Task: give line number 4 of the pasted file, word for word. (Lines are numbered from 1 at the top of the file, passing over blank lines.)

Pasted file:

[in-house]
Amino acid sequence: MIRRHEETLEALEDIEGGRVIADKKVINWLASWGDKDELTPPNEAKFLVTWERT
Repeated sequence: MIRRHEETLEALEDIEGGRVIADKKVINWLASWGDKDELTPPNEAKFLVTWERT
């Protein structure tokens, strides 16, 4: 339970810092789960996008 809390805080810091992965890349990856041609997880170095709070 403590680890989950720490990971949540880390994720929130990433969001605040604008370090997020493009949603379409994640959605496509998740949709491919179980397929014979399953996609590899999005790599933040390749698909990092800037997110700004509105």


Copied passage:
């Protein structure tokens, strides 16, 4: 339970810092789960996008 809390805080810091992965890349990856041609997880170095709070 403590680890989950720490990971949540880390994720929130990433969001605040604008370090997020493009949603379409994640959605496509998740949709491919179980397929014979399953996609590899999005790599933040390749698909990092800037997110700004509105």